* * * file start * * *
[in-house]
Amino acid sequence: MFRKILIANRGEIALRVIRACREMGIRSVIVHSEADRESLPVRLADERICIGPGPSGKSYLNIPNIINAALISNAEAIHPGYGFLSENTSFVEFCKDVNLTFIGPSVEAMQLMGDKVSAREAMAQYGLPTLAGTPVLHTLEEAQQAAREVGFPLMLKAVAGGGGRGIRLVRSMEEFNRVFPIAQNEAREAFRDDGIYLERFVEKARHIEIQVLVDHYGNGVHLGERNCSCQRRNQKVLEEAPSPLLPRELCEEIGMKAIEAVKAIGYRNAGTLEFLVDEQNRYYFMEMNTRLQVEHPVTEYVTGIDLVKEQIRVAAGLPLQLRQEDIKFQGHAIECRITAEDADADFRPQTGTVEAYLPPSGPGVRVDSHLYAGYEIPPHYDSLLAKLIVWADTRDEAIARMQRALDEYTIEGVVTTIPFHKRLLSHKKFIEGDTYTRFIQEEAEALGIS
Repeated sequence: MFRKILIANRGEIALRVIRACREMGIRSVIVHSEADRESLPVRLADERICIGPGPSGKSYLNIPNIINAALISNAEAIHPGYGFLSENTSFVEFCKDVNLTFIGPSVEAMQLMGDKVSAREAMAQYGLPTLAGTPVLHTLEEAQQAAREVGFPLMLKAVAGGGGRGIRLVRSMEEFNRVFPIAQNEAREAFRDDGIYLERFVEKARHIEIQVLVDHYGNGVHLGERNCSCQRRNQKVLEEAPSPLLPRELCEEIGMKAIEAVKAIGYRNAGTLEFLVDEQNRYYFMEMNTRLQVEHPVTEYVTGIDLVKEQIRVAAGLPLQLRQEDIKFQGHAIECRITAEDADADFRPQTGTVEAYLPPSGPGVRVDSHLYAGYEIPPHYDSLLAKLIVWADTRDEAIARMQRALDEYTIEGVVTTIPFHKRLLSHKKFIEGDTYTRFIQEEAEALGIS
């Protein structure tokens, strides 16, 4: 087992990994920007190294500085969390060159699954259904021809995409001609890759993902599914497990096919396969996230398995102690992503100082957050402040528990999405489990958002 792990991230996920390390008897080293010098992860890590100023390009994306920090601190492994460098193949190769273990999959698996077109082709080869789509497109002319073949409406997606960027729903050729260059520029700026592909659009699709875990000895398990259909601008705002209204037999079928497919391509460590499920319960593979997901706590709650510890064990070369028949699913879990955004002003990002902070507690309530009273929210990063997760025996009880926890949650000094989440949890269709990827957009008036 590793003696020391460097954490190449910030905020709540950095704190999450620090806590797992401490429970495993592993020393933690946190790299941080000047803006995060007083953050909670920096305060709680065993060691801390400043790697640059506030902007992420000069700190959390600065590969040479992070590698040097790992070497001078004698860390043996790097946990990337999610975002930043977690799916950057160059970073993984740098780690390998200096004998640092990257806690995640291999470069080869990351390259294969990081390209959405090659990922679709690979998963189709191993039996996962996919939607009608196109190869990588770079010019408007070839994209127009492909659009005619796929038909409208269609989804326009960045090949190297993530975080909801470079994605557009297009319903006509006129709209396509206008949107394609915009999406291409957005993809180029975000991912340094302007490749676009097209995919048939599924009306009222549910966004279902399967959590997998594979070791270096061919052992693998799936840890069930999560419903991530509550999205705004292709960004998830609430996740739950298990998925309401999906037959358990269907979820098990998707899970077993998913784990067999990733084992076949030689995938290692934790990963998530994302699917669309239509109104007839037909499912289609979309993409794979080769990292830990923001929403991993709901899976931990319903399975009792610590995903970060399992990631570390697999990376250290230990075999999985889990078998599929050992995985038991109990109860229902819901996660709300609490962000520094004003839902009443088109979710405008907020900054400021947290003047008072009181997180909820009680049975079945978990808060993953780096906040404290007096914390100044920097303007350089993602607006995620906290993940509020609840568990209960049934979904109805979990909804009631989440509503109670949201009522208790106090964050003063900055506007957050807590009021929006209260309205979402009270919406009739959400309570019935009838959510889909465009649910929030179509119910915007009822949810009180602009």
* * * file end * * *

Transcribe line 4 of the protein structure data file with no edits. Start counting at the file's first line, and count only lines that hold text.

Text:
């Protein structure tokens, strides 16, 4: 087992990994920007190294500085969390060159699954259904021809995409001609890759993902599914497990096919396969996230398995102690992503100082957050402040528990999405489990958002 792990991230996920390390008897080293010098992860890590100023390009994306920090601190492994460098193949190769273990999959698996077109082709080869789509497109002319073949409406997606960027729903050729260059520029700026592909659009699709875990000895398990259909601008705002209204037999079928497919391509460590499920319960593979997901706590709650510890064990070369028949699913879990955004002003990002902070507690309530009273929210990063997760025996009880926890949650000094989440949890269709990827957009008036 590793003696020391460097954490190449910030905020709540950095704190999450620090806590797992401490429970495993592993020393933690946190790299941080000047803006995060007083953050909670920096305060709680065993060691801390400043790697640059506030902007992420000069700190959390600065590969040479992070590698040097790992070497001078004698860390043996790097946990990337999610975002930043977690799916950057160059970073993984740098780690390998200096004998640092990257806690995640291999470069080869990351390259294969990081390209959405090659990922679709690979998963189709191993039996996962996919939607009608196109190869990588770079010019408007070839994209127009492909659009005619796929038909409208269609989804326009960045090949190297993530975080909801470079994605557009297009319903006509006129709209396509206008949107394609915009999406291409957005993809180029975000991912340094302007490749676009097209995919048939599924009306009222549910966004279902399967959590997998594979070791270096061919052992693998799936840890069930999560419903991530509550999205705004292709960004998830609430996740739950298990998925309401999906037959358990269907979820098990998707899970077993998913784990067999990733084992076949030689995938290692934790990963998530994302699917669309239509109104007839037909499912289609979309993409794979080769990292830990923001929403991993709901899976931990319903399975009792610590995903970060399992990631570390697999990376250290230990075999999985889990078998599929050992995985038991109990109860229902819901996660709300609490962000520094004003839902009443088109979710405008907020900054400021947290003047008072009181997180909820009680049975079945978990808060993953780096906040404290007096914390100044920097303007350089993602607006995620906290993940509020609840568990209960049934979904109805979990909804009631989440509503109670949201009522208790106090964050003063900055506007957050807590009021929006209260309205979402009270919406009739959400309570019935009838959510889909465009649910929030179509119910915007009822949810009180602009």